What is it?
Uveal melanoma is a type of eye cancer. It affects about 6 people per million. Those with pale skin and blue or grey eyes are the most at risk.
In uveal melanoma, tumours begin in the cells that give eyes their colour (these cells are called ‘melanocytes’). There is not usually any family history of the condition, and the exact cause in still unknown.
Symptoms of uveal melanoma depend on exactly where the tumour is within the middle layer of the eye (the uvea).
They may include blurred vision, seeing flashes of light, floaters, a change in eye colour and changes to how much of the world you can see (the field of vision).
Uveal melanoma is most likely to be spotted at a routine eye exam.
The main aim of treating uveal melanoma is to keep vision where possible and, if not, to prevent the eye becoming painful, and stop the cancer from spreading beyond the eye.
Treatments for uveal melanoma include radiotherapy and surgery. Both options can mean that the eye can be preserved and the local tumour growth can be controlled.
However, there may be some sight loss as a side-effect of treatment. In some cases, surgery to remove the whole eye may be the best option, for example if the tumour is very large or if the patient would rather have it done.
Unfortunately, in around half of people with this type of cancer, tumour cells will escape into the blood stream and spread from the eye to the liver. If so, it is almost always fatal.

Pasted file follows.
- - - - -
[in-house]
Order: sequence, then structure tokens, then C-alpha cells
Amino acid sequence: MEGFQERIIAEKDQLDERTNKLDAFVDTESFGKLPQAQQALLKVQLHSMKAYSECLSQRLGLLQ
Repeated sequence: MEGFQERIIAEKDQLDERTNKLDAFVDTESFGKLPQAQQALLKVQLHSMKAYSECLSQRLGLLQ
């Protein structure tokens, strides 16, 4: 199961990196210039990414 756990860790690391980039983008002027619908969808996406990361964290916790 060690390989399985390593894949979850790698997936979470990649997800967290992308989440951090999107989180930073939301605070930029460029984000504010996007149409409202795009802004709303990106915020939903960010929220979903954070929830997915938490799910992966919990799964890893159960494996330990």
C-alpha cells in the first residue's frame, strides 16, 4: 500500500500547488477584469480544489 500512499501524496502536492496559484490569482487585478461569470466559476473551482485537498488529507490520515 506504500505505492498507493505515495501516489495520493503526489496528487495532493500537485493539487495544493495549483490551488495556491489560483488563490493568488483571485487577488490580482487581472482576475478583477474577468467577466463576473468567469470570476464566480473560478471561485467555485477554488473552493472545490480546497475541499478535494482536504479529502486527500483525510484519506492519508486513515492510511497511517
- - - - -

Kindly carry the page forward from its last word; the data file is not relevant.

At the moment there is no treatment that can extend the lives of people with uveal melanoma that has spread to the liver. So we need research to provide some better treatment options.
We also need to understand a lot more about what makes the tumours begin, grow and spread. It might be possible to develop better tools to predict which tumours are likely to spread, as well as better non-surgical treatment, to lower the chances of sight loss.Read our research projects
You could play an important part in eye research by being a participant in clinical research study that may benefit many people. You could even help shape clinical research by becoming more actively involved and having a say. Patients, carer, or anyone with an interest can help.
What are clinical trials
Clinical trials are research studies that find out if a medical strategy, treatment, or device is safe and effective for humans. They are a key research tool for improving medical knowledge and patient care. The people who carry out research are mostly the same doctors and healthcare professionals who treat people. Their aim is to find better ways of treating patients and keeping people healthy.
Here are some ways to find out about research projects and clinical trials that you can get involved in.
UK Clinical Trials Gateway
The UK Clinical Trials Gateway run by the National Institute for Health Research (NIHR) provides easy to understand information about clinical research trials running in the UK, and gives to a large range of information about these trials. It is designed to enable patients and clinicians to locate and contact trials of interest. Visit their website and select the eye condition that you are interested in.
NIHR Clinical Research Network Portfolio
The NIHR Clinical Research Network Portfolio is a database of high-quality clinical research studies in England, Northern Ireland, Scotland and Wales. Within this the Ophthalmology Specialty Group supports a national portfolio of research studies in ophthalmology and the vision sciences. See their website for details.
If you wish to join a trial it is always best to discuss this with your doctor or clinical team first.
Last updated September 2015
Approved by Prof. Sarah Coupland, University of Liverpool.
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